Pakistan bans Bollywood films as tensions with India rise

The development follows a decision by Indian Motion Picture Producers’ Association to impose a ban on all Pakistani stars and technicians working in India.

Photo by: Reuters
Photo by: Reuters

An poster for a Pakistani film with Indian actors is seen outside a movie theater in Karachi

First it was sports, now it's the entertainment industry which has become hostage to the tussle between Pakistan and India.

On Friday, Pakistan banned the screening of Bollywood films in cinemas across the country and the broadcast of all Indian TV Channels was suspended soon after.  

The development came amid rising tensions between the two countries after India claimed it targetted "militants in a surgical strike" across the heavily militarised Line of Control (LoC), the de facto border in the disputed Kashmir region, earlier this week.

Islamabad rejected reports that the Indian army crossed into Pakistan-administered Kashmir to carry out a raid but admitted there were incidents of cross-border firing.

In the aftermath of the skirmish, which resulted in the deaths of several soliders on both sides, the Indian Motion Picture Producers’ Association (IMPPA) imposed a ban on all Pakistani stars and technicians working in India on Thursday.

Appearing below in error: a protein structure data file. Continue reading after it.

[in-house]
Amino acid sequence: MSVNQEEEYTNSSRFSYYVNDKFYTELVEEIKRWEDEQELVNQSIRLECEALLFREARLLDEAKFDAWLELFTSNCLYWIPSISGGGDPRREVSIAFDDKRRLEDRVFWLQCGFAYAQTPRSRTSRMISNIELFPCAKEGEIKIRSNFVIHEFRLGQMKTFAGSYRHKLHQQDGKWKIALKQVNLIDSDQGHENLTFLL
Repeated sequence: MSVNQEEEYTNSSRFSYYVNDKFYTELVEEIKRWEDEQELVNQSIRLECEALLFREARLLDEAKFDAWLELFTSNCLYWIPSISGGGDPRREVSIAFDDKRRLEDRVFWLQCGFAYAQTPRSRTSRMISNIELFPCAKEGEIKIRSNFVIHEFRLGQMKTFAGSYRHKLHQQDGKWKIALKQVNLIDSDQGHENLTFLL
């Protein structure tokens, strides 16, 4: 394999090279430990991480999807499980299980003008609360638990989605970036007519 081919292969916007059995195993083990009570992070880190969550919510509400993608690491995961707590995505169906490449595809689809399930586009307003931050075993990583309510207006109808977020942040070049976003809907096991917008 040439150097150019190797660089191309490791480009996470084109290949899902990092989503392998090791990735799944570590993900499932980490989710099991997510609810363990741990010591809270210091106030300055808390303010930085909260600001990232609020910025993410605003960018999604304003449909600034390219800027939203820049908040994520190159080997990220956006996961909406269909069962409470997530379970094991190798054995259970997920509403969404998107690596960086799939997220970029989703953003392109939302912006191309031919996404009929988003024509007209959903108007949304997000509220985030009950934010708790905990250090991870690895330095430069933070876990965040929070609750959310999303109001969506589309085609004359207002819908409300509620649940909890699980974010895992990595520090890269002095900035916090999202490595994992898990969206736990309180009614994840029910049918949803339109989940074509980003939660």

Pakistan’s Film Exhibitors and Distributors group responded with a similar ban.

"(Following) the IMPPA decision... the majority stakeholders of the (Pakistani) film industry have decided to suspend the screening of all Indian films until normalcy returns," the group said.

"It is deeply regrettable that a film trade body, the IMPPA, has passed a resolution to ban Pakistani stars and technicians from working in India."

The management of Nueplex, a cinema in Karachi, announced their decision to suspended the screening of Indian films on social media.

This is not the first time the entertainment industry in India and Pakistan has been affected by rising tensions between the two countries. 

Sports and the arts are viewed by moderate voices in both countries as a means of improving people-to-people contact. But sporting affairs between the countries, cricket in particular, carry a bit of edge and matches are often billed as 'wars'.

There is a lot of national pride attached to the Indian film industry as well and political parties in the country often pressurise stakeholders to sever ties with Pakistani artistes.

Celebrities of both countries have been slammed on social media for their views over the recent tensions.

Bollywood actor Salman Khan received negative feedback after he stated that Pakistani artists should not be equated with terrorists.

Singer Adnan Sami, British-born but of Pakistani origin who received Indian citizenship last year, has been roasted on Twitter by Pakistanis for praising Indian forces.

TRTWorld and agencies